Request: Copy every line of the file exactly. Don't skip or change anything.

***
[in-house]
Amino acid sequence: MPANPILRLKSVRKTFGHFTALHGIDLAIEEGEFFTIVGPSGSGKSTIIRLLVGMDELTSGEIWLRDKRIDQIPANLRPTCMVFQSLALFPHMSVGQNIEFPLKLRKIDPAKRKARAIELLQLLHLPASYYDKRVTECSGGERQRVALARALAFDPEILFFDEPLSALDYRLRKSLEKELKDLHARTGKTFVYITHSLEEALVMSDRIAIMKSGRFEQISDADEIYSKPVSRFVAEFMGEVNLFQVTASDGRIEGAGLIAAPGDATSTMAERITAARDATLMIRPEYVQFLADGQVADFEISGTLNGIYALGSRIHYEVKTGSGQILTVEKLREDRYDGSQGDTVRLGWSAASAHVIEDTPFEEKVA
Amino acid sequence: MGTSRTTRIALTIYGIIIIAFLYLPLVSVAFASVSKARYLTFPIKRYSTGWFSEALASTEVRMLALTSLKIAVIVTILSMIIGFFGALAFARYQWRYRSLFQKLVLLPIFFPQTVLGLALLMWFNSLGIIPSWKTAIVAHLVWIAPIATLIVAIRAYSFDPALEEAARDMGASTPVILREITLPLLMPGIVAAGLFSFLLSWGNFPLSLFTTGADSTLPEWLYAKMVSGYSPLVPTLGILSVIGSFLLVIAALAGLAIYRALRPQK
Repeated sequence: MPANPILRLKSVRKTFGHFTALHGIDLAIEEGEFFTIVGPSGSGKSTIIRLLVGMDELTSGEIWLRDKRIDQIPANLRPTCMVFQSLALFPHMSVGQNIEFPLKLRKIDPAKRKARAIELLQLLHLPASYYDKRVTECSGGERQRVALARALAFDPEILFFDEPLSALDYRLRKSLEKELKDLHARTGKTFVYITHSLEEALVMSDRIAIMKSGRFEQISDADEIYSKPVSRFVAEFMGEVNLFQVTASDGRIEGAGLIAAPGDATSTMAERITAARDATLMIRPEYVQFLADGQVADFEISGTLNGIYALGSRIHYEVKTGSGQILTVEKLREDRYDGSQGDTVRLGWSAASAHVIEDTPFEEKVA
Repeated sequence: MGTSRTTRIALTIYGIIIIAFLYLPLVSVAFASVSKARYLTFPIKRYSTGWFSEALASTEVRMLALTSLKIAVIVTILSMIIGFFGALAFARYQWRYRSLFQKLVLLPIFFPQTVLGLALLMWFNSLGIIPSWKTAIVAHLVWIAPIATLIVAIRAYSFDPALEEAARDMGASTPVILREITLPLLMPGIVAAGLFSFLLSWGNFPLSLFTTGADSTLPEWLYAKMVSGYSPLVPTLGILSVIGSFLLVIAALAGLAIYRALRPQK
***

[in-house]
Amino acid sequence: MPANPILRLKSVRKTFGHFTALHGIDLAIEEGEFFTIVGPSGSGKSTIIRLLVGMDELTSGEIWLRDKRIDQIPANLRPTCMVFQSLALFPHMSVGQNIEFPLKLRKIDPAKRKARAIELLQLLHLPASYYDKRVTECSGGERQRVALARALAFDPEILFFDEPLSALDYRLRKSLEKELKDLHARTGKTFVYITHSLEEALVMSDRIAIMKSGRFEQISDADEIYSKPVSRFVAEFMGEVNLFQVTASDGRIEGAGLIAAPGDATSTMAERITAARDATLMIRPEYVQFLADGQVADFEISGTLNGIYALGSRIHYEVKTGSGQILTVEKLREDRYDGSQGDTVRLGWSAASAHVIEDTPFEEKVA
Amino acid sequence: MGTSRTTRIALTIYGIIIIAFLYLPLVSVAFASVSKARYLTFPIKRYSTGWFSEALASTEVRMLALTSLKIAVIVTILSMIIGFFGALAFARYQWRYRSLFQKLVLLPIFFPQTVLGLALLMWFNSLGIIPSWKTAIVAHLVWIAPIATLIVAIRAYSFDPALEEAARDMGASTPVILREITLPLLMPGIVAAGLFSFLLSWGNFPLSLFTTGADSTLPEWLYAKMVSGYSPLVPTLGILSVIGSFLLVIAALAGLAIYRALRPQK
Repeated sequence: MPANPILRLKSVRKTFGHFTALHGIDLAIEEGEFFTIVGPSGSGKSTIIRLLVGMDELTSGEIWLRDKRIDQIPANLRPTCMVFQSLALFPHMSVGQNIEFPLKLRKIDPAKRKARAIELLQLLHLPASYYDKRVTECSGGERQRVALARALAFDPEILFFDEPLSALDYRLRKSLEKELKDLHARTGKTFVYITHSLEEALVMSDRIAIMKSGRFEQISDADEIYSKPVSRFVAEFMGEVNLFQVTASDGRIEGAGLIAAPGDATSTMAERITAARDATLMIRPEYVQFLADGQVADFEISGTLNGIYALGSRIHYEVKTGSGQILTVEKLREDRYDGSQGDTVRLGWSAASAHVIEDTPFEEKVA
Repeated sequence: MGTSRTTRIALTIYGIIIIAFLYLPLVSVAFASVSKARYLTFPIKRYSTGWFSEALASTEVRMLALTSLKIAVIVTILSMIIGFFGALAFARYQWRYRSLFQKLVLLPIFFPQTVLGLALLMWFNSLGIIPSWKTAIVAHLVWIAPIATLIVAIRAYSFDPALEEAARDMGASTPVILREITLPLLMPGIVAAGLFSFLLSWGNFPLSLFTTGADSTLPEWLYAKMVSGYSPLVPTLGILSVIGSFLLVIAALAGLAIYRALRPQK